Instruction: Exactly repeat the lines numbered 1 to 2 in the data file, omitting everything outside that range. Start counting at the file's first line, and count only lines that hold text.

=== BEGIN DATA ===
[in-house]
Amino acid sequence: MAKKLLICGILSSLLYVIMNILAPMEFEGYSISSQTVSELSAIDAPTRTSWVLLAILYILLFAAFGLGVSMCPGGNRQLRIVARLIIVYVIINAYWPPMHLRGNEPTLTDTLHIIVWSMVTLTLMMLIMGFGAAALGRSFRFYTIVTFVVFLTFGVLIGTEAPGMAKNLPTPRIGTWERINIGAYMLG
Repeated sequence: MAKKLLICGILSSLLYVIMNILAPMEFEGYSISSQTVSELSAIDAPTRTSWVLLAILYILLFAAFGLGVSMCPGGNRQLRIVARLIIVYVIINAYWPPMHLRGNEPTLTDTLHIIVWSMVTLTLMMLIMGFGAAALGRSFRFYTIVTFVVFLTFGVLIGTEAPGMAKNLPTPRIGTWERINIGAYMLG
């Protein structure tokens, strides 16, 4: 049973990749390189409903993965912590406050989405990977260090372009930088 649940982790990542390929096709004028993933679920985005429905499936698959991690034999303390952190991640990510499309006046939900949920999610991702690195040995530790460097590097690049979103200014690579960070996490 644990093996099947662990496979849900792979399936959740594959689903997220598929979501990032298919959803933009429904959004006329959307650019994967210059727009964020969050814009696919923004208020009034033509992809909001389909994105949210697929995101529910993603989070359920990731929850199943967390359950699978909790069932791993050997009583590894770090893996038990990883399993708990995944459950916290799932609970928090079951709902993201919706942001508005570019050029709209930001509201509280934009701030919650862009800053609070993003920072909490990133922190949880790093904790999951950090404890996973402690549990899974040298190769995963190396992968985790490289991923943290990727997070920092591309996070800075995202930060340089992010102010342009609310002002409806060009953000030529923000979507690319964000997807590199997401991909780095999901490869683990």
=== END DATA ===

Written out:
[in-house]
Amino acid sequence: MAKKLLICGILSSLLYVIMNILAPMEFEGYSISSQTVSELSAIDAPTRTSWVLLAILYILLFAAFGLGVSMCPGGNRQLRIVARLIIVYVIINAYWPPMHLRGNEPTLTDTLHIIVWSMVTLTLMMLIMGFGAAALGRSFRFYTIVTFVVFLTFGVLIGTEAPGMAKNLPTPRIGTWERINIGAYMLG